10. South Africa
South Africa’s prominent position at the southern-most tip of Africa means it is ideally positioned to see a wide variety of sea life. The whale route along South Africa’s coastline crosses both the Indian and the Atlantic Oceans and stretches over 1200 miles, from Cape Town in the west and Durban in the east. This section of coastline is so rich in migrating whales and dolphins that at certain times during the year you can easily see them from the shore. Expect to see Humpback Whales and, from the shore, Southern Right Whales. Perhaps the best place along the coast to go whale watching is Hermanus, with the best time to see the whales being from June to November.
Spain’s sprawling territories offer a few decent vantage points to spot whales, with the Bay of Biscay in the north being a top place on the mainland. However, it is Spain’s island territories that offer the best places to catch a glimpse of the whales. Those on their holidays to Tenerife may be surprised to learn that the south coast of the island is a haven for pilot whales and bottlenose dolphins. The clear warm seas between Tenerife and La Gomera attract these gentle giants all year round. There are plenty of reputable operators that provide whale spotting tours and it’s a real overlooked gem for this popular holiday island.
8. New Zealand
The small town of Kaikoura on New Zealand’s south island has gained a reputation as a top stop off-point to spot a giant of the Sperm Whale. Thanks to waters rich in nutrients, due to warm and cold currents clashing along with deep seas, the area has become a favourite pit stop for this big species of whale. The whales can be seen from the shore, as well as out at sea.
An added bonus of this whale watching spot is the chance to see one of the world’s rarest and smallest dolphins, which is only found in New Zealand: the Hector Dolphin.
The combination of sheltered bays along the Pacific Coast and the rich feeding grounds of the Sea of Cortez mean California is a superb location to see a variety of whales. The Grey Whale is one of the most notable visitors to the Californian coast, but you’ll also see dolphins, with thousands of them visiting each year. More than this though, California is one of the world’s best places to see the largest species of whales, the Blue Whale. The best place to catch a glimpse of the Blue Whale is along California’s central coast between Point Reyes and the Santa Barbara Channel. It’s probably best to take a tour at sea to see the whales rather than relying on seeing them from the coast.
Somewhat marooned in the middle of the Atlantic Ocean, the nine islands that make up Azores provide one of the ultimate whale spotting destinations. Attracting over 20 species of cetaceans from April through September, the archipelago’s remote location means it’s an integral port of call for whales crossing the ocean. From here you can expect to see, amongst other species: Blue Whales, Killer Whales, Pilot Whales, and a variety of dolphins. There’s also a chance of spotting the rare Northern Bottlenose Whale.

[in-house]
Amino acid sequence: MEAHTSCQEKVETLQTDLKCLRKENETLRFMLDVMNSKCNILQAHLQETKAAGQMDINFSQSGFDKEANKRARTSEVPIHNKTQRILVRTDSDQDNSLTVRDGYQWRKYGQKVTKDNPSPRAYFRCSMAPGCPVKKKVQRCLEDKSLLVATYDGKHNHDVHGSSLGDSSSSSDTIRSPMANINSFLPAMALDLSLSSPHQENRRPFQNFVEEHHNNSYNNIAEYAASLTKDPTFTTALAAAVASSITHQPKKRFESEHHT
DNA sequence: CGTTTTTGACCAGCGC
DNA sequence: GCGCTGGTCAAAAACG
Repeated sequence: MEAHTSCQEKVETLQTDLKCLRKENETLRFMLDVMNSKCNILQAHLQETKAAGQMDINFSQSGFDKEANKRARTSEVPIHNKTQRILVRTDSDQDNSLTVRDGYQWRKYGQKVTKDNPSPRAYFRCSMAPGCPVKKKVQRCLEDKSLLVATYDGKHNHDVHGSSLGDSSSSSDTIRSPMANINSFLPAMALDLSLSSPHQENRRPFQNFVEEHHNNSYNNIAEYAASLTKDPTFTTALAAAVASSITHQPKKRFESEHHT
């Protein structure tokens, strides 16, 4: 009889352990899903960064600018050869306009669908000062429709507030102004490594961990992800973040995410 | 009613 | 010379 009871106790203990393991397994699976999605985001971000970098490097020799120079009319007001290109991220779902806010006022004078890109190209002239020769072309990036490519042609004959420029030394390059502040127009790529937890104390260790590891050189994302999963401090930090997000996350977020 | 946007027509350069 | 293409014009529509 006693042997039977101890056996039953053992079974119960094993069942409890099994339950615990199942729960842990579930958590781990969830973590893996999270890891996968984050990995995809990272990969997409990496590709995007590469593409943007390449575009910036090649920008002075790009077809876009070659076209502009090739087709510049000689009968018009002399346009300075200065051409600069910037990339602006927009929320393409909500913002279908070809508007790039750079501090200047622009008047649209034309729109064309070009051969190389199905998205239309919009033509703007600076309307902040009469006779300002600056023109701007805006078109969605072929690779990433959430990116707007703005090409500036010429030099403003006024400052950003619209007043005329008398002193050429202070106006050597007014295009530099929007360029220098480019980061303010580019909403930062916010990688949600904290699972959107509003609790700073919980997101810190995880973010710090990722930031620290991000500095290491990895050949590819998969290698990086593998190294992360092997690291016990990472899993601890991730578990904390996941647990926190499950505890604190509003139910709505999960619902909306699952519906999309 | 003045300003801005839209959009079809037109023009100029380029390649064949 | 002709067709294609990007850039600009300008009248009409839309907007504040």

Along the north-east coast of Iceland there are a variety of whale watching trips to hop on. The tours are run on traditional fishing vessels which add to the sense of adventure. On the outer edge of the Arctic Circle a trip to Iceland is recommended for the summer months, which is when you’ll see Minke Whales, Blue Whales and Humpback Whales. In addition, for those who want to learn more about the whales that are found around Iceland, there’s a wonderful museum at Husavik’s port.
The thousands of Grey Whales found in California migrate north to rich feeding grounds during the summer months off of the southeast coast of Alaska. The island channels that run along the coast of Alaska provide great places to see whales passing through on their migration. “Whale Pass” in Ketchikan is a prime viewing spot to see the Grey Whales, along with Humpbacks and Killer Whales. To really get up close, you can arrange a kayak tour which offers a magical experience of the whales.
2. Vancouver Island
Similar to visiting Alaska, a trip to the western side of Vancouver Island is where you’ll see migrating pods of whales of all varieties. As with Alaska, Grey Whales dominate the sightings, but Minke and Humpback Whales are also visible. Along with this, the island is also rich in seals, sea lions, dolphins and many sea birds. A great plus of Vancouver Island is that it is a staging post for whale researchers who offer guided tours to see the varying pods. The tours also allow you to listen to the whales using hydrophones, which is an incredible experience.
The protruding Valdes Peninsula is one the world’s best places to see the Southern Right Whales, along with Killer Whales. The Southern Right Whales visit this protected area between July and December and, during this time, you can see them perform an extraordinary phenomenon of sailing in the wind using their flukes (tails). If you visit from February to April, you can see Killer Whales hunting sea lions, which gives a great illustration of how intelligent Orcas are with organised hunting patterns. Both species of whales can be seen from the shore at the right time of the year, with the Killer Whales hunting right up to the beach.
There are other great locations throughout the world to spot whales, and this list is just a selection of ten top places to visit. Wherever you are in the world, near the coast, there’s usually a chance of not being too far away from seeing some of this great animals of the sea.